Addressing these questions, scholars have designed new studies in an attempt to explore the significant culinary presence of cacao in Mesoamerican societies. Researchers tested pottery shards near present day Oaxaca, Mexico, and found that vessels belonging to both the elite and commoners contained cacao’s chemical signature, theobromine and caffeine (Soleri, Daniela et al.).
More evidence has indicated that cacao consumption was geographically much more widespread than previously thought. A 2009 study found cacao was present in settlements far north as present day New Mexico. A second study confirmed the use of cacao at the Pueblo Bonito near present day Los Muertos in Arizona. Significantly, the study found that a large number of commoners pottery vessels also contained the chemical residues found in cacao, indicating that it was being consumed widely by non-elites as well. One of the study leaders, Dorothy Washburn, confirmed that the find, “meant that a lot of people had access to [chocolate].”
Futher, farmers and laborers who lived in agricultural settlements that were not forced to give up their cacao crops as tribute also probably enjoyed cacao on a regular basis. For example, in the province of Tobasco, the region of Chontalpa cultivated high quantities of cacao, but did not have to give it as tribute to an overlords, and they were therefore able to sell it and consume it themselves (Bergmann). There is evidence that the merchants and long distance traders, known as pochtecas, who carried the cacao beans on the lengthy trade routes and dealt with neighboring civilizations were also known to drink the revered beverage (Coe & Coe, 73-74). The levels of cacao production and extensive trade networks in these regions has led John F. Bergmann to conclude that cacao, “must always have been available, at least to some extent, to other classes” (Bergmann, 86).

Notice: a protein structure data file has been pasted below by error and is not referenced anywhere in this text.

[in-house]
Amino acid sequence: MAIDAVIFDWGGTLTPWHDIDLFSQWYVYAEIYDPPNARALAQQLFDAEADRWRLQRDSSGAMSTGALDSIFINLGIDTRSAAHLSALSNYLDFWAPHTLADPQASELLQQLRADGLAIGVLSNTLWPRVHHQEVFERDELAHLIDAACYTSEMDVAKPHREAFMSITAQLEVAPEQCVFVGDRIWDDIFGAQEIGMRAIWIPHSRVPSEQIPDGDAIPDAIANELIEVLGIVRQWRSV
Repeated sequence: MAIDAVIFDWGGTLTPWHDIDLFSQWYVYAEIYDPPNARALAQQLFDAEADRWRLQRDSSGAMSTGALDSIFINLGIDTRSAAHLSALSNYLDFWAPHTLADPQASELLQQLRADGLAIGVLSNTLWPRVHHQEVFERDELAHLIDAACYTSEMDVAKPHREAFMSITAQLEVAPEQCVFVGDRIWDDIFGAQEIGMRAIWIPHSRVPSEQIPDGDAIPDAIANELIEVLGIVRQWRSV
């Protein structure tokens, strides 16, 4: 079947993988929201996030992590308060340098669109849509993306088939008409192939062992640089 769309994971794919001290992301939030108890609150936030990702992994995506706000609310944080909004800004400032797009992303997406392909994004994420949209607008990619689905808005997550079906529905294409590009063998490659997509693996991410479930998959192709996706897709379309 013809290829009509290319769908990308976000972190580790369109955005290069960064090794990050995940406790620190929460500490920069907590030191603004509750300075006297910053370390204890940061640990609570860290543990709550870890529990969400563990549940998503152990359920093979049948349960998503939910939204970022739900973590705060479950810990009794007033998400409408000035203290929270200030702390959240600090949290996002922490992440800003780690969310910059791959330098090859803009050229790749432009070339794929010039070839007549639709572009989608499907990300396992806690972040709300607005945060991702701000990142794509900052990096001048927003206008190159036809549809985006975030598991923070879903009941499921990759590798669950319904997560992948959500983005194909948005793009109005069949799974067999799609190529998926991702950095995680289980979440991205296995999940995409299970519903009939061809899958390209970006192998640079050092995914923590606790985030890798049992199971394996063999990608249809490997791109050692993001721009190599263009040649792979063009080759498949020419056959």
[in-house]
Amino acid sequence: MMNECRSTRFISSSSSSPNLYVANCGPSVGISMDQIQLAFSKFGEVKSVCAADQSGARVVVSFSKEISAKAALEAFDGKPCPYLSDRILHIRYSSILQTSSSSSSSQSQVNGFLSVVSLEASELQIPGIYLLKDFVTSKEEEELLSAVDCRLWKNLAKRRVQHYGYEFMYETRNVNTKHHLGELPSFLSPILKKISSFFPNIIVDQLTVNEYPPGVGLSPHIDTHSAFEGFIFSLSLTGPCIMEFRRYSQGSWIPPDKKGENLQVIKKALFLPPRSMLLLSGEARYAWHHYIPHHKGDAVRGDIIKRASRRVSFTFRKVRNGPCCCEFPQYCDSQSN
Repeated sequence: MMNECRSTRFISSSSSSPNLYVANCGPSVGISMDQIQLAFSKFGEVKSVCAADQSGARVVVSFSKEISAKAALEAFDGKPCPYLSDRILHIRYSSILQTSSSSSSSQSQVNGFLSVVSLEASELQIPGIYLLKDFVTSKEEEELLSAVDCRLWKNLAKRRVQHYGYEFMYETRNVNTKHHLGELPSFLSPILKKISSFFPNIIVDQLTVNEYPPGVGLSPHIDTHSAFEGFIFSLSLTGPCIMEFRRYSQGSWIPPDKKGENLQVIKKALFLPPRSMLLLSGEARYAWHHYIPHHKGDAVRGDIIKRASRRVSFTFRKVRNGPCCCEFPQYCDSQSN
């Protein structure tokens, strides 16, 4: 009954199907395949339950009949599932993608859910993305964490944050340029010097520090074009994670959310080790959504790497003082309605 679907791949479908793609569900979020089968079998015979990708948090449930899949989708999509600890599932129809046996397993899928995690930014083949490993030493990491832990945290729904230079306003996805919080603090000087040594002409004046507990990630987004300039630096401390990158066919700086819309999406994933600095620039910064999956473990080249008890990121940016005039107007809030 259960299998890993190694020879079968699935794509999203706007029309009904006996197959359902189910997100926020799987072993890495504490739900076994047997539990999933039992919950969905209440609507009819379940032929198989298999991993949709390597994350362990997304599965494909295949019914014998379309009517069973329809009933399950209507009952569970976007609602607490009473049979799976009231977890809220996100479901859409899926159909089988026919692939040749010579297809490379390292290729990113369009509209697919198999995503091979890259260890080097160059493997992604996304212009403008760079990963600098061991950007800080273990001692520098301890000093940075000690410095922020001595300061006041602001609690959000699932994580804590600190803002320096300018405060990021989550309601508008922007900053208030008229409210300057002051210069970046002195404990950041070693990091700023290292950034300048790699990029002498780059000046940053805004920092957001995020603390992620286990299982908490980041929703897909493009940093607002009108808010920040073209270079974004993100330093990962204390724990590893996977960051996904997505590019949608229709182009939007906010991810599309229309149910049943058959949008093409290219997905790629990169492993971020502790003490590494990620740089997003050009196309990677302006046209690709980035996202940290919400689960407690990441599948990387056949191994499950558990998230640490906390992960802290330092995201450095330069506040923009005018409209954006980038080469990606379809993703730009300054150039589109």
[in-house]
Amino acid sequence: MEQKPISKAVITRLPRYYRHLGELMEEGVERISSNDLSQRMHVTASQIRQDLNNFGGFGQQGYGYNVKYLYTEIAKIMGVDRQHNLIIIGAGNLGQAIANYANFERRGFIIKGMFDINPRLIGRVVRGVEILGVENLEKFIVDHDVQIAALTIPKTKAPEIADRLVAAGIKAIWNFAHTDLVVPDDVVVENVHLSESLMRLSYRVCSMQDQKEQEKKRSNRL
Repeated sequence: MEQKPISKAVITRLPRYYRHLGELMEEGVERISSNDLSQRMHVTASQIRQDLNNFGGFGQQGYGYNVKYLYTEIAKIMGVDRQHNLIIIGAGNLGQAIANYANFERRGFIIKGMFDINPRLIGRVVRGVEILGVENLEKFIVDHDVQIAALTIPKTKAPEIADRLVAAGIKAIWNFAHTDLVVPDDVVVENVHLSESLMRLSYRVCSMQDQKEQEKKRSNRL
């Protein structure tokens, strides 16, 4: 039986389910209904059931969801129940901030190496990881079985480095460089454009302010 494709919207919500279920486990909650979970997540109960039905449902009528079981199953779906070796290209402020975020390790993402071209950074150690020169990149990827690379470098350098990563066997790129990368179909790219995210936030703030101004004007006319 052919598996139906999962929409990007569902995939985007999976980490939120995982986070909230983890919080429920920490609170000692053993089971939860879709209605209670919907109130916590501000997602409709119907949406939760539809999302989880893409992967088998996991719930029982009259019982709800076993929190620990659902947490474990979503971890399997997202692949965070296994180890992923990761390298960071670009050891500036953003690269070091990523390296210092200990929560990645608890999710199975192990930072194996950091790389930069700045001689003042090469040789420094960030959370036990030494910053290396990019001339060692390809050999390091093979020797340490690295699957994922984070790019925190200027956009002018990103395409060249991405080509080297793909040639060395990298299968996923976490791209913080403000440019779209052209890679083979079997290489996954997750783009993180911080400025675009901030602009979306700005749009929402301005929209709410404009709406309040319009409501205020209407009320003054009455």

While these studies do not confirm that cacao was being consumed by all members of society throughout all of the civilizations in Mesoamerica, the findings do raise more questions concerning the true extent of cacaos usage in pre-Columbian society.
Bergmann, John F. “The Distribution of Cacao Cultivation in Pre-Columbian America.” Annals of the Association of American Geographers, Vol. 59, No. 1 (Mar., 1969), pp. 85-96 Taylor & Francis, Ltd. on behalf of the Association of American Geographers. Web: http://www.jstor.org/stable/2569524.
Coe, Sophie D. Coe and Michael D. “The True History of Chocolate.” New York: Thames and Hudson, 2013. Print.
LiveScience, “Sweet Trading: Chocolate May have Linked Prehistoric Civilizations.” Wynne Parry. April, 2011.
National Geographic News, “Prehistoric Americans Traded Chocolate for Turquoise? Chemical traces of cacao found at New Mexico site.” Christine Dell’Amore, March 2011
Soleri, Daniela et al. “Archaeological Residues and Recipes: Exploratory Testing for Evidence of Maize and Cacao Beverages in Postclassical Vessels from the Valley of Oaxaca, Mexico.” Latin American Antiquity 24.3 (2013): 345–362. Available Online: http://www.jstor.org.ezp-prod1.hul.harvard.edu/stable/pdf/23645680.pdf?acceptTC=true
Prescilla, Maricel E. “The New Taste of Chocolate.” New York: Ten Speed Press, 2009.